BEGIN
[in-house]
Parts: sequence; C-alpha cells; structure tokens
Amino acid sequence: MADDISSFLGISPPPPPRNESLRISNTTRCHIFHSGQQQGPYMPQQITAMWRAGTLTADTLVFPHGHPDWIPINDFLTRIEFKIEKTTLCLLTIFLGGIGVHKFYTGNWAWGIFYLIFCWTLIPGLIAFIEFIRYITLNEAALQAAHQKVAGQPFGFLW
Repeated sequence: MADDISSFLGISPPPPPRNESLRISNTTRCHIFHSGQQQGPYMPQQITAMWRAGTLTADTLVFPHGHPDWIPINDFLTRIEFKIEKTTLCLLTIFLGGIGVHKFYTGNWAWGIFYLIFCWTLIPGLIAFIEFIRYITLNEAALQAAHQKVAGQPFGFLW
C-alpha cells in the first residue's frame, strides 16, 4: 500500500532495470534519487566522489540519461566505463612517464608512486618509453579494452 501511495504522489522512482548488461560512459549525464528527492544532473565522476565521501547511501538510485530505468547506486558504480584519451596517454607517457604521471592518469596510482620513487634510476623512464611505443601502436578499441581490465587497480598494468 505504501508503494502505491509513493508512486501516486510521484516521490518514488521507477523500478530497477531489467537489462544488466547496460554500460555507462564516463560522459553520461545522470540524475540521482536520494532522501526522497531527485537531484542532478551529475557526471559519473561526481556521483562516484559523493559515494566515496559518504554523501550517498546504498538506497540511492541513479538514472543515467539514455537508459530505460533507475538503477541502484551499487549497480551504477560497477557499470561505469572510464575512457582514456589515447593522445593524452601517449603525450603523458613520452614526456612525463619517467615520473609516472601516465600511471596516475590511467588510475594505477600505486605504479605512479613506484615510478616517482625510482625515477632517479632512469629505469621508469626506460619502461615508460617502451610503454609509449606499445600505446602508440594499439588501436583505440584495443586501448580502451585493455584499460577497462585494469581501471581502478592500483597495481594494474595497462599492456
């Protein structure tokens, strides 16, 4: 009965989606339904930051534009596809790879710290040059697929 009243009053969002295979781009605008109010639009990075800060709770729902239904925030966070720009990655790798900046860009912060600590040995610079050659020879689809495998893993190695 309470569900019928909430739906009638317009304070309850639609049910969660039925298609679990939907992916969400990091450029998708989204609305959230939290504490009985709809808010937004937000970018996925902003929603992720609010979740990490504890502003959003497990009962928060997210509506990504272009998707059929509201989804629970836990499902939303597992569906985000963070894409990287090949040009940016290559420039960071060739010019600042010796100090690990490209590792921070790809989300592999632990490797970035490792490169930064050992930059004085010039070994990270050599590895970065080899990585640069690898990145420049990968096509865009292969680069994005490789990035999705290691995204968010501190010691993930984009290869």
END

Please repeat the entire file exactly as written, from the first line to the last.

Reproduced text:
[in-house]
Parts: sequence; C-alpha cells; structure tokens
Amino acid sequence: MADDISSFLGISPPPPPRNESLRISNTTRCHIFHSGQQQGPYMPQQITAMWRAGTLTADTLVFPHGHPDWIPINDFLTRIEFKIEKTTLCLLTIFLGGIGVHKFYTGNWAWGIFYLIFCWTLIPGLIAFIEFIRYITLNEAALQAAHQKVAGQPFGFLW
Repeated sequence: MADDISSFLGISPPPPPRNESLRISNTTRCHIFHSGQQQGPYMPQQITAMWRAGTLTADTLVFPHGHPDWIPINDFLTRIEFKIEKTTLCLLTIFLGGIGVHKFYTGNWAWGIFYLIFCWTLIPGLIAFIEFIRYITLNEAALQAAHQKVAGQPFGFLW
C-alpha cells in the first residue's frame, strides 16, 4: 500500500532495470534519487566522489540519461566505463612517464608512486618509453579494452 501511495504522489522512482548488461560512459549525464528527492544532473565522476565521501547511501538510485530505468547506486558504480584519451596517454607517457604521471592518469596510482620513487634510476623512464611505443601502436578499441581490465587497480598494468 505504501508503494502505491509513493508512486501516486510521484516521490518514488521507477523500478530497477531489467537489462544488466547496460554500460555507462564516463560522459553520461545522470540524475540521482536520494532522501526522497531527485537531484542532478551529475557526471559519473561526481556521483562516484559523493559515494566515496559518504554523501550517498546504498538506497540511492541513479538514472543515467539514455537508459530505460533507475538503477541502484551499487549497480551504477560497477557499470561505469572510464575512457582514456589515447593522445593524452601517449603525450603523458613520452614526456612525463619517467615520473609516472601516465600511471596516475590511467588510475594505477600505486605504479605512479613506484615510478616517482625510482625515477632517479632512469629505469621508469626506460619502461615508460617502451610503454609509449606499445600505446602508440594499439588501436583505440584495443586501448580502451585493455584499460577497462585494469581501471581502478592500483597495481594494474595497462599492456
């Protein structure tokens, strides 16, 4: 009965989606339904930051534009596809790879710290040059697929 009243009053969002295979781009605008109010639009990075800060709770729902239904925030966070720009990655790798900046860009912060600590040995610079050659020879689809495998893993190695 309470569900019928909430739906009638317009304070309850639609049910969660039925298609679990939907992916969400990091450029998708989204609305959230939290504490009985709809808010937004937000970018996925902003929603992720609010979740990490504890502003959003497990009962928060997210509506990504272009998707059929509201989804629970836990499902939303597992569906985000963070894409990287090949040009940016290559420039960071060739010019600042010796100090690990490209590792921070790809989300592999632990490797970035490792490169930064050992930059004085010039070994990270050599590895970065080899990585640069690898990145420049990968096509865009292969680069994005490789990035999705290691995204968010501190010691993930984009290869």